You can use the Colin55/unclejed613 ("simplest") design for which you need to determine a current limit circuit, ripple filtering (high levels of ripple current kill Lead Acid batteries), transformer design (will input transformer provide current lmiting?...gonna be big 'n' heavy) What is the battery application? Will temperature compensation be required? How would you provide that?

SCR-based design usually has large line frequency input transformer . Very noisy (electrical (sometimes physically noisy)), produces high levels of harmonic currents and RFI/EMI. These must be addressed as well as output filtering; similar issues to the above. Current limit and voltage regulation and temperature compensation can be built into control circuitry. Generally design is complex result is big, heavy and expensive. What is the application of the batteries? Moderate efficiency.

Switching regulator can provide all of the bells and whistles but is complex in design and operation. It is however the only way to get high efficiency in these ac to dc converters. The outcome is a relatively small unit, which is suitable for paralleling, so smaller, cheaper modules can be added to give higher power/current outputs.

I would add only that it is essential to begin a design journal ((diary(if you don't already do so)). Describe the design problem firstly...what are you looking to produce:
48v30A battery charger for 48v300Ah battery banks...what type of LA batteries flooded, VRLA, GEL?
...are they a stationary, standby installation...are you float charging them?
...is there a standing load connected to them?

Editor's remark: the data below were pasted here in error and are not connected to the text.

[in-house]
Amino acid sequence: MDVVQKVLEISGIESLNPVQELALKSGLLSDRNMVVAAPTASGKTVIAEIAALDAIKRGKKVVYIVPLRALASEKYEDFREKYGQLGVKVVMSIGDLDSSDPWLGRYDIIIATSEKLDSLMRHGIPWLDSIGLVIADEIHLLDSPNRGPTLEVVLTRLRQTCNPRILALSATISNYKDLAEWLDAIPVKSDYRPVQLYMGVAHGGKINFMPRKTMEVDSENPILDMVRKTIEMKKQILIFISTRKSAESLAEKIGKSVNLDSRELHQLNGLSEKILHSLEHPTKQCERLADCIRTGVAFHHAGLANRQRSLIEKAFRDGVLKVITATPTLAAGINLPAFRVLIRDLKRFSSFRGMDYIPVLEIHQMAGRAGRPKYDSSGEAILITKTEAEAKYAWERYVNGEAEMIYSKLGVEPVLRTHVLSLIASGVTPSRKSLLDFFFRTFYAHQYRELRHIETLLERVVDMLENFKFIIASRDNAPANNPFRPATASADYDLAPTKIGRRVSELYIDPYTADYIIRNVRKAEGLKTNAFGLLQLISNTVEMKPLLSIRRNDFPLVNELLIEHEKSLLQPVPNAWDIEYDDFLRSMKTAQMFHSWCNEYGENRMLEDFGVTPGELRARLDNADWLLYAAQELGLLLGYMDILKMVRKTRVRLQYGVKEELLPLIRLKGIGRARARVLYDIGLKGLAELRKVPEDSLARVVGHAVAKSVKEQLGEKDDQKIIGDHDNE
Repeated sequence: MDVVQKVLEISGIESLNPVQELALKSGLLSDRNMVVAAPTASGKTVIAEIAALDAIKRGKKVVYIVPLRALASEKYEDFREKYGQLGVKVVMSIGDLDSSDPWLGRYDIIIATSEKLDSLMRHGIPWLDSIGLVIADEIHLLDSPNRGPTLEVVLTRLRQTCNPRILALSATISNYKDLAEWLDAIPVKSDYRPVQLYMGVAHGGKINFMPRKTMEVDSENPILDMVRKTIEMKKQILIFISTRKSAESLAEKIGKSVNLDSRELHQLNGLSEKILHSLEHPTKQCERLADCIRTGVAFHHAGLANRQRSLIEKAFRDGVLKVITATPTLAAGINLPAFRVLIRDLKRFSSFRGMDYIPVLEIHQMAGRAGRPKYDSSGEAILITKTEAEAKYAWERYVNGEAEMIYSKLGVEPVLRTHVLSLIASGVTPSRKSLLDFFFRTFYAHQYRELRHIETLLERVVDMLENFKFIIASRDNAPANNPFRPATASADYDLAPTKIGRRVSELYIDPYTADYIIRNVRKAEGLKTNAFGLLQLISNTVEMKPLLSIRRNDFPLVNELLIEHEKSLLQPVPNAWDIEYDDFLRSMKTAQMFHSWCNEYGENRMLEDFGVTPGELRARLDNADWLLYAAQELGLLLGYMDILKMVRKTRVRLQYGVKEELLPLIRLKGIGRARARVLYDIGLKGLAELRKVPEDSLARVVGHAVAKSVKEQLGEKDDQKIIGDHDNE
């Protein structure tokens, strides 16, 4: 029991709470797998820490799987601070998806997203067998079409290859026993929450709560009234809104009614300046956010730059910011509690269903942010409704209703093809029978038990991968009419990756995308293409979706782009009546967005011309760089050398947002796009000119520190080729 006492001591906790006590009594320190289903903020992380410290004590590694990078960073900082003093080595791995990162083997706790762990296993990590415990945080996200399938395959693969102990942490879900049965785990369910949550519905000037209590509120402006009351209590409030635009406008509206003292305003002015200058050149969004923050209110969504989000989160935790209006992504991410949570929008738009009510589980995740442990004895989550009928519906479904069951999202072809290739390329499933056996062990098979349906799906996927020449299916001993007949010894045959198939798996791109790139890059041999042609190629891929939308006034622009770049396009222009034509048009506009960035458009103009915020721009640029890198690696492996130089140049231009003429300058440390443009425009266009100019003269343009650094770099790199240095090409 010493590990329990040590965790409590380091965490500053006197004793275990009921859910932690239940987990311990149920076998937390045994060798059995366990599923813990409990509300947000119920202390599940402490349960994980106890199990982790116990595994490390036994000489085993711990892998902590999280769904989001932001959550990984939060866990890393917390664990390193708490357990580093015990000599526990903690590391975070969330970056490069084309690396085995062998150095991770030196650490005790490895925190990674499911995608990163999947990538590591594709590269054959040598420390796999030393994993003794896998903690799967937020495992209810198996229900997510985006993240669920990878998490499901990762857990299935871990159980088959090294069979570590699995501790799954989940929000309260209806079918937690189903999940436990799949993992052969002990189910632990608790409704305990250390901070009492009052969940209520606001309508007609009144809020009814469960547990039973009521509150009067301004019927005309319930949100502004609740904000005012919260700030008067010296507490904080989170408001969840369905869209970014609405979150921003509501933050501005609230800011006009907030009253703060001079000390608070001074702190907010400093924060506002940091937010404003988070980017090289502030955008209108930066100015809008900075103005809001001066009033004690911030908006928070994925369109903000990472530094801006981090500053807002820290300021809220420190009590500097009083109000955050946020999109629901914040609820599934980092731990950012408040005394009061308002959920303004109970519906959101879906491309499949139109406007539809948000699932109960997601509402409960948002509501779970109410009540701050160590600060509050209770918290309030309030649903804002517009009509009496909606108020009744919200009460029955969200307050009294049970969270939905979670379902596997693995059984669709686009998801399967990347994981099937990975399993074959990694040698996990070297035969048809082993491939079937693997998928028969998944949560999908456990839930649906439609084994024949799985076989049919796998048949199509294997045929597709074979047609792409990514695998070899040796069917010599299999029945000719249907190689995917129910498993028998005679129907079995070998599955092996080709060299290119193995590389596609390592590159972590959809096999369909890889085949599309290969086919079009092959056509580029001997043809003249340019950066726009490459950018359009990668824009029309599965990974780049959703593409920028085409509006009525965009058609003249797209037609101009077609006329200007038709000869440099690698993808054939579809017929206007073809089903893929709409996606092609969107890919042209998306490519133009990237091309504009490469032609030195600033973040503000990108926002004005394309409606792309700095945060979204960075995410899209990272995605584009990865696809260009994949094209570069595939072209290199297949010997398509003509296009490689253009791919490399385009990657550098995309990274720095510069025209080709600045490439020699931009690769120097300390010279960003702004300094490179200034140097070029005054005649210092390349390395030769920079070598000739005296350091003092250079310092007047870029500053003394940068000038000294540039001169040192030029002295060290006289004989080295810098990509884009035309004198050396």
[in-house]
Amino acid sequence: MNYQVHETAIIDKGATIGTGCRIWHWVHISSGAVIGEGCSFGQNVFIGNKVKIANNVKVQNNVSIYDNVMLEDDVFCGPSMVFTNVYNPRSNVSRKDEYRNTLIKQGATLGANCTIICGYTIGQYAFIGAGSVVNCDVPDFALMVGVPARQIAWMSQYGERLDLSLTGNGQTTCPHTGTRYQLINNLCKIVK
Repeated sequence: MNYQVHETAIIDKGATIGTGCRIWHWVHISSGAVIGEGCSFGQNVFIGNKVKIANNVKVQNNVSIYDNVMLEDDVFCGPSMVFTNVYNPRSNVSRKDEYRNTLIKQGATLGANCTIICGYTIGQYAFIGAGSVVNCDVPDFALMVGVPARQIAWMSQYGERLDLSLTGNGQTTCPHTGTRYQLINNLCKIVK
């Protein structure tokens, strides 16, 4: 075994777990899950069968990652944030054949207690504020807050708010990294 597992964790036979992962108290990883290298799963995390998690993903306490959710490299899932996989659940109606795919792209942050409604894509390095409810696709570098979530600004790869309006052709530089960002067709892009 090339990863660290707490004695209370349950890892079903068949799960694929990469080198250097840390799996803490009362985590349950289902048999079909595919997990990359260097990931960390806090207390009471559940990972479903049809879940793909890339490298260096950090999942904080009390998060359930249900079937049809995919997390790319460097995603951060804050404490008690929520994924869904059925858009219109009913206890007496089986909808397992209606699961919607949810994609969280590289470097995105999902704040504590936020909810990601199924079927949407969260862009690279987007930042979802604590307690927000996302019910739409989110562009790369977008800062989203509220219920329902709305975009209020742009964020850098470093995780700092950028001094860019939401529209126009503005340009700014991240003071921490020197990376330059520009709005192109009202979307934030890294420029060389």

...if not a stationary installation, are they traction (forklift, golf cart) batteries?
...do special standards apply to the installation...telecommunications...power supply authority?
READ ALL YOU CAN ABOUT LEAD ACID BATTERIES AND THEIR CHARGING REQUIREMENTS...YOU CHARGER HAS TO ACHIEVE THESE REQUIREMENTS.

So far your design journal should have a description of your design brief; absolutely all you know about LA batteries and their charging regimes.

You should go on at this stage to begin evaluating the 'design difficulties' for you. Get help for these or read up on them. Continually update your design in schematics and notes so you always have something to show your boss. In the early stages develop parallel designs. Always make notes on why you decided one way or another, and progressively develop a costing schedule on designs to ultimately justify your design decisions.

You are considering charging 48v300Ah battery banks here. They are expensive and must be kept fully charged and maintained in good condition; they are not batteries for toys or torches.

Your task is an involved one and would usually have a number of people involved. But by your postings you are alone in this. I couldn't estimate how long this will take you; it depends on so many things. If you keep a journal to instantly support your decisions, assumptions, costings, your boss will be able to see your efforts and progress.

As regards a timeline, I don't think you can do so for the whole project, but you should attempt to define how far you will have progressed in the first week/month, then continually update and expand that as you progress.
 

Boncuk

New Member
modify colin's circuit for a 60V battery as shown below. the charging voltage of a 60V battery is 66-69V. the circuit will pull the relay in when the battery voltage goes above 67V. it needs a separate 12V supply for the relay. if you're actually charging at 30A, then the relay needs to be a 60A rated contactor, the snubber diode will be a 1N4004 instead of a 1N914, and the transistor will be a 2N3055.

Do you suggest to charge the battery or boil it?

A 48V battery is fully charged at 52.8V! Everything above that voltage will cause the battery to gas freely. After that "BOOM".

Boncuk